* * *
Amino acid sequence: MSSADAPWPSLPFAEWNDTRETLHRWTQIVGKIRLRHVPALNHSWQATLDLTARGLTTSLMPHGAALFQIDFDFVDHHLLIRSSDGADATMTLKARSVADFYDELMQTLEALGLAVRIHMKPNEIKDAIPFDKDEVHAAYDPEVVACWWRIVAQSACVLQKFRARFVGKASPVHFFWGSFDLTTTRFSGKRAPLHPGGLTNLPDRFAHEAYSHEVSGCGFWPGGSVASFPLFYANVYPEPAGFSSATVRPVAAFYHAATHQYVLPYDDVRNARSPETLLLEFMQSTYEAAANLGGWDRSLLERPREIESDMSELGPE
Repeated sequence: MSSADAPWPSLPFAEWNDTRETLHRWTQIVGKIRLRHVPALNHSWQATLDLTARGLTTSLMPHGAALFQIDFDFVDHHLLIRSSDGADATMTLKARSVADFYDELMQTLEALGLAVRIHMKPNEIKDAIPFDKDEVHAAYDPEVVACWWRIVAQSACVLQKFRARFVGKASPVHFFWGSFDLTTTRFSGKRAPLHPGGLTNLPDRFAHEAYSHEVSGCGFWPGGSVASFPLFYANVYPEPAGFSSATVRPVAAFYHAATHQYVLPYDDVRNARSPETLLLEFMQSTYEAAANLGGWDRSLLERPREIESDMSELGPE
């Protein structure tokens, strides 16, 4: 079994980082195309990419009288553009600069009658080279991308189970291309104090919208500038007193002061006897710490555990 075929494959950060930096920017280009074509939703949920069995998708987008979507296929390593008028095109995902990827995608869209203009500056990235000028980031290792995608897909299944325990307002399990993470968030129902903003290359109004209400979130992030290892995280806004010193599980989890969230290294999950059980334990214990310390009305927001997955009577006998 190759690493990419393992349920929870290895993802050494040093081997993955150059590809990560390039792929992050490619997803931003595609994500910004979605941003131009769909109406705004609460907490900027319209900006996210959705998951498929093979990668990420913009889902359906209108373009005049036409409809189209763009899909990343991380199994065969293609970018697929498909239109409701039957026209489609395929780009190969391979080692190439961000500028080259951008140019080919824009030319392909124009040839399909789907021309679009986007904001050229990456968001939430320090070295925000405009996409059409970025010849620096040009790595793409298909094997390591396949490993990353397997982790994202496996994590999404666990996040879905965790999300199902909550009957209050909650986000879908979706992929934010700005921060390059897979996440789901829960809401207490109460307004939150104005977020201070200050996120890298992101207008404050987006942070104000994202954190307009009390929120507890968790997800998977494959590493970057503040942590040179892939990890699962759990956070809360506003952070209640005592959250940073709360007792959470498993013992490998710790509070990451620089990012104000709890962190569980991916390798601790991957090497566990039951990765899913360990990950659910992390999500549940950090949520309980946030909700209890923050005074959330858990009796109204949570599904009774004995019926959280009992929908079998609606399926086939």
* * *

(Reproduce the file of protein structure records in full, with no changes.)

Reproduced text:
Amino acid sequence: MSSADAPWPSLPFAEWNDTRETLHRWTQIVGKIRLRHVPALNHSWQATLDLTARGLTTSLMPHGAALFQIDFDFVDHHLLIRSSDGADATMTLKARSVADFYDELMQTLEALGLAVRIHMKPNEIKDAIPFDKDEVHAAYDPEVVACWWRIVAQSACVLQKFRARFVGKASPVHFFWGSFDLTTTRFSGKRAPLHPGGLTNLPDRFAHEAYSHEVSGCGFWPGGSVASFPLFYANVYPEPAGFSSATVRPVAAFYHAATHQYVLPYDDVRNARSPETLLLEFMQSTYEAAANLGGWDRSLLERPREIESDMSELGPE
Repeated sequence: MSSADAPWPSLPFAEWNDTRETLHRWTQIVGKIRLRHVPALNHSWQATLDLTARGLTTSLMPHGAALFQIDFDFVDHHLLIRSSDGADATMTLKARSVADFYDELMQTLEALGLAVRIHMKPNEIKDAIPFDKDEVHAAYDPEVVACWWRIVAQSACVLQKFRARFVGKASPVHFFWGSFDLTTTRFSGKRAPLHPGGLTNLPDRFAHEAYSHEVSGCGFWPGGSVASFPLFYANVYPEPAGFSSATVRPVAAFYHAATHQYVLPYDDVRNARSPETLLLEFMQSTYEAAANLGGWDRSLLERPREIESDMSELGPE
């Protein structure tokens, strides 16, 4: 079994980082195309990419009288553009600069009658080279991308189970291309104090919208500038007193002061006897710490555990 075929494959950060930096920017280009074509939703949920069995998708987008979507296929390593008028095109995902990827995608869209203009500056990235000028980031290792995608897909299944325990307002399990993470968030129902903003290359109004209400979130992030290892995280806004010193599980989890969230290294999950059980334990214990310390009305927001997955009577006998 190759690493990419393992349920929870290895993802050494040093081997993955150059590809990560390039792929992050490619997803931003595609994500910004979605941003131009769909109406705004609460907490900027319209900006996210959705998951498929093979990668990420913009889902359906209108373009005049036409409809189209763009899909990343991380199994065969293609970018697929498909239109409701039957026209489609395929780009190969391979080692190439961000500028080259951008140019080919824009030319392909124009040839399909789907021309679009986007904001050229990456968001939430320090070295925000405009996409059409970025010849620096040009790595793409298909094997390591396949490993990353397997982790994202496996994590999404666990996040879905965790999300199902909550009957209050909650986000879908979706992929934010700005921060390059897979996440789901829960809401207490109460307004939150104005977020201070200050996120890298992101207008404050987006942070104000994202954190307009009390929120507890968790997800998977494959590493970057503040942590040179892939990890699962759990956070809360506003952070209640005592959250940073709360007792959470498993013992490998710790509070990451620089990012104000709890962190569980991916390798601790991957090497566990039951990765899913360990990950659910992390999500549940950090949520309980946030909700209890923050005074959330858990009796109204949570599904009774004995019926959280009992929908079998609606399926086939």